Satellite observations of lake surface state to improve weather forecasting in a lake-rich region
Kheyrollah Pour, Homa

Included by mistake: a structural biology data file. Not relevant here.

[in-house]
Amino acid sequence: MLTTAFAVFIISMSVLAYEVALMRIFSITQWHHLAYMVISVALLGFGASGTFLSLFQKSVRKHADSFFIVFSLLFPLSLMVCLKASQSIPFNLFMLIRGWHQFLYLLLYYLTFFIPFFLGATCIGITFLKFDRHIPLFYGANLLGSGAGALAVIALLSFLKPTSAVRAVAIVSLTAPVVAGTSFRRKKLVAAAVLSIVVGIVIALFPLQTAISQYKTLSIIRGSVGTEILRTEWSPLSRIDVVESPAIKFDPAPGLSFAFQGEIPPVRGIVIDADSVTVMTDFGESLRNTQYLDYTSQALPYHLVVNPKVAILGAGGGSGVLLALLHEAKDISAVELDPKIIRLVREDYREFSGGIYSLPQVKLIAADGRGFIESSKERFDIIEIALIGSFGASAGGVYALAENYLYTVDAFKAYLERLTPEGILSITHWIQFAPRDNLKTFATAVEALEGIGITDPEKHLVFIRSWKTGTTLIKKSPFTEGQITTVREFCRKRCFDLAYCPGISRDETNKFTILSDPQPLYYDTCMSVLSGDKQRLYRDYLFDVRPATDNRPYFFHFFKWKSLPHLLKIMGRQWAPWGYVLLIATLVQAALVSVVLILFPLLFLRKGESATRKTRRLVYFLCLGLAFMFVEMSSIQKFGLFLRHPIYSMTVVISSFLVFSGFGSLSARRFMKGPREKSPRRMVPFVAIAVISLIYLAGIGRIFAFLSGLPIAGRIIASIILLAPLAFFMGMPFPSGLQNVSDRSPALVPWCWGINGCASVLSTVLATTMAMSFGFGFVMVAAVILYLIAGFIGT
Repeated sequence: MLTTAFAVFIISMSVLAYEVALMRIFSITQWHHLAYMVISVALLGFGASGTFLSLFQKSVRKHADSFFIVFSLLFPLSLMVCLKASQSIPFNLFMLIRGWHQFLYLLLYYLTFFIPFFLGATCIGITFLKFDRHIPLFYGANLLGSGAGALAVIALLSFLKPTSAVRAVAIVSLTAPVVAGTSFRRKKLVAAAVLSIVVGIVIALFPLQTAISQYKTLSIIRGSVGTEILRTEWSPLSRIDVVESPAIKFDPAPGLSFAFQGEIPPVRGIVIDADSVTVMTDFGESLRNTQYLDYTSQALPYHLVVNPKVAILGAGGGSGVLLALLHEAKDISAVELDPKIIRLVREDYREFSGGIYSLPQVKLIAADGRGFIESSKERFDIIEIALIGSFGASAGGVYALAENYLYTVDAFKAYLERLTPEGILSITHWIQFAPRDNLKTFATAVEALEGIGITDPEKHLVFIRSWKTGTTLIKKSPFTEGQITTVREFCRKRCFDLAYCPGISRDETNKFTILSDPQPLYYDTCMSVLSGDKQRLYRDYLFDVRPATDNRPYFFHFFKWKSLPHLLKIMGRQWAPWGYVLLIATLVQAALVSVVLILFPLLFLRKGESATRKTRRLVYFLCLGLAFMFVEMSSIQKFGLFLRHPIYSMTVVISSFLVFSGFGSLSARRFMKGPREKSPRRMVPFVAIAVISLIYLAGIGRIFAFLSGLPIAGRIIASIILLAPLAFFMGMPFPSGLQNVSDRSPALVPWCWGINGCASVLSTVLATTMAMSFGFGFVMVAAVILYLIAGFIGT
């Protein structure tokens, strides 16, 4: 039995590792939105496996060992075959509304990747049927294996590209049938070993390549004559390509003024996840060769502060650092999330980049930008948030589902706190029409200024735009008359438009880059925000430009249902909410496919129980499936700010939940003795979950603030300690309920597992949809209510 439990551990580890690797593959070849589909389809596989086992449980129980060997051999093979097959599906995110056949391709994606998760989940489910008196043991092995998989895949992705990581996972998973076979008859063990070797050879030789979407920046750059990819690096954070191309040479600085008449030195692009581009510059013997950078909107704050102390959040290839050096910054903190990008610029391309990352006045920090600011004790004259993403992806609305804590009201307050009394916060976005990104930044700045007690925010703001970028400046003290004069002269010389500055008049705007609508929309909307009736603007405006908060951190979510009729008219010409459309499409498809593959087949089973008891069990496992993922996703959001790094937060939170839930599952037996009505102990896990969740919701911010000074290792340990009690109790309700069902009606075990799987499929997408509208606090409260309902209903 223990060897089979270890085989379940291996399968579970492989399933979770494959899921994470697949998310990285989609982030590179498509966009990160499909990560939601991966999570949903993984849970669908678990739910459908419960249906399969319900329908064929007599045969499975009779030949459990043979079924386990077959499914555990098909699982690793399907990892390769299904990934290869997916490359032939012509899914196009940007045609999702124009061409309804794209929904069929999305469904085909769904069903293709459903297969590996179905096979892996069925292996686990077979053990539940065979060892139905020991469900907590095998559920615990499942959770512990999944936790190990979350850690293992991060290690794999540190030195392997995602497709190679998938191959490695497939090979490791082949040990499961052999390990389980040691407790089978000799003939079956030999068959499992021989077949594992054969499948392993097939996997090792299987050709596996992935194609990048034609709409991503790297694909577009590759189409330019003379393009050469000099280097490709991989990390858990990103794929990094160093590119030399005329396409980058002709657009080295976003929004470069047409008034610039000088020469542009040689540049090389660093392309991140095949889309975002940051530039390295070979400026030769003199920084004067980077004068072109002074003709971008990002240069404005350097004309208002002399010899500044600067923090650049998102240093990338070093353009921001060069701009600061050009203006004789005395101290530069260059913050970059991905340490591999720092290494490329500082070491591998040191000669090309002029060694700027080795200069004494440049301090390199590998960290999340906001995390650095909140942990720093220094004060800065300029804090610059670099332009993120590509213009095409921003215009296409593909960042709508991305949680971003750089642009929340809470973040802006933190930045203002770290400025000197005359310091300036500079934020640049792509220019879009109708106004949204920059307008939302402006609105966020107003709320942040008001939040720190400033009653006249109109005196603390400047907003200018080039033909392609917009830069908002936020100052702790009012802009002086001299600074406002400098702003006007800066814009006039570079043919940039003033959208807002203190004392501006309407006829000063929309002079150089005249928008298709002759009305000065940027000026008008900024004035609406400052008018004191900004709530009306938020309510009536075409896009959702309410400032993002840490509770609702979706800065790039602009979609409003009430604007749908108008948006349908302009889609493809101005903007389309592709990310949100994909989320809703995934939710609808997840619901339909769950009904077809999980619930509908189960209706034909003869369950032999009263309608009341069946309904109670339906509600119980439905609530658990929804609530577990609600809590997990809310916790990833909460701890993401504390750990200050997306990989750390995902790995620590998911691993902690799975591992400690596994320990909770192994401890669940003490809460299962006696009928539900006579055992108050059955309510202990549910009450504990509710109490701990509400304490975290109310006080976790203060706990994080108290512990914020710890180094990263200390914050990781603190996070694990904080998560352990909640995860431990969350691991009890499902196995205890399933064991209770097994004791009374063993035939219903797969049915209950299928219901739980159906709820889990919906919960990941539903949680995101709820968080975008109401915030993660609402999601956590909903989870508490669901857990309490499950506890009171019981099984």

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The thermal and dynamic properties of water bodies are important factors affecting the structure of the atmospheric boundary layer which stores and transports energy and mass. The storage and heat transfer of lakes play an essential role in energy and water exchanges with the atmosphere. At high latitudes, the effects of lake ice on climate mostly occur at the local/regional scale, with the degree of influence dependent on the magnitude, timing, location, duration of ice cover and the size of the water body. Ground-based lake temperature and ice observations have been used to investigate the role of lakes in the weather and climate, and the response of lakes to climate. However, in the last two to three decades, it has been observed that the number of ground-based observations, lake ice in particular, has been decreasing dramatically in several countries across the northern hemisphere. In this context, remotely sensed earth observations represent a practical tool in support of the scientific and operational modeling communities, permitting to monitor Lake Surface Water Temperature (LSWT) and ice cover. Data assimilation methods have been used widely to solve the initial value problem in numerical weather prediction (NWP) models. There is a variety of users and applications of space-borne observations in NWP systems; however, not much attention has been paid on the assimilation of remotely-sensed LSWT data in pre-operational NWP environments for improvement of the weather forecast using the optimal interpolation method. This thesis aimed to demonstrate how retrieved remotely-sensed LSWT observations can improve the representation of lake-atmosphere interactions in NWP models. More specifically, LSWT observations were used to improve the representation of lake surface state in the High Resolution Limited Area Model (HIRLAM), a three-dimensional numerical weather prediction (NWP) model. To attain this goal, satellite-derived LSWT observations from the Moderate Resolution Imaging Spectroradiometer (MODIS) and the Along-Track Scanning Radiometer (AATSR) sensors onboard the Terra/Aqua and ENVISAT satellites, respectively, were first evaluated against in-situ measurements collected by the Finnish Environment Institute (SYKE) for a selection of large to medium-size lakes during the open-water season. Results show a good agreement between MODIS and in-situ measurements from 22 Finnish lakes, with a mean bias of -1.13 ˚C determined over five open water seasons (2007-2011). Evaluation of MODIS during an overlapping period (2007-2009) with the AATSR-L2 product currently distributed by the European Space Agency (ESA) shows a mean bias error of -0.93 ˚C for MODIS and a warm mean bias of 1.08 ˚C for AATSR-L2. Two additional LSWT retrieval algorithms were applied to produce more accurate AATSR products. The algorithms use ESA’s AATSR-L1B brightness temperature product to generate new L2 products: one based on Key et al. (1997) and the other on Prata (2002) with a finer resolution water mask than used in the creation of the AATSR-L2 product distributed by ESA. The accuracies of LSWT retrievals are improved with the Key and Prata algorithms with biases of 0.78 ˚C and -0.11 ˚C, respectively, compared to the original AATSR-L2 product (3.18 ˚C). The impact of remotely-sensed LSWT observations in the analysis of lake surface state of HIRLAM forecasting system was then investigated. Data assimilation experiments were performed with the HIRLAM model. Selected thermal remote-sensing LSWT observations provided by MODIS and AATSR sensors were included into the assimilation. The domain of the experiments, which focused on two winters (2010-2011 and 2011-2012), covered northern Europe. Validation of the resulting objective analyses against independent observations demonstrated that the description of the lake surface state can be improved by the introduction of space-borne LSWT observations, compared to the result of pure prognostic parameterizations or assimilation of the available limited number of in-situ lake temperature observations. Further development of the data assimilation methods and solving of several practical issues were found to be necessary in order to fully benefit from the space-borne observations of lake surface state for the improvement of the operational weather forecast. Lastly, the lake-specific autocorrelation function based on LSWT remotely sensed observations was approximated in HIRLAM. A new autocorrelation function of lake pairs was approximated and compared against the original function utilized in current version of HIRLAM to investigate potential improvements demonstrated through HIRLAM sensitivity experiments. The autocorrelation function is calculated based on distance and lake depth differences for each lake pairs. Results show that large lakes are more sensitive to the impact of the autocorrelation. These results also suggest that the high concentrated observations can improve the enhanced result; however, ground-based observations of LSWT are barely available for NWP applications. Overall, results from this thesis clearly demonstrate the benefits of assimilating space-borne LSWT observations into a weather forecasting system such as HIRLAM, and that comprehensive assimilation of LSWT observations can improve NWP results.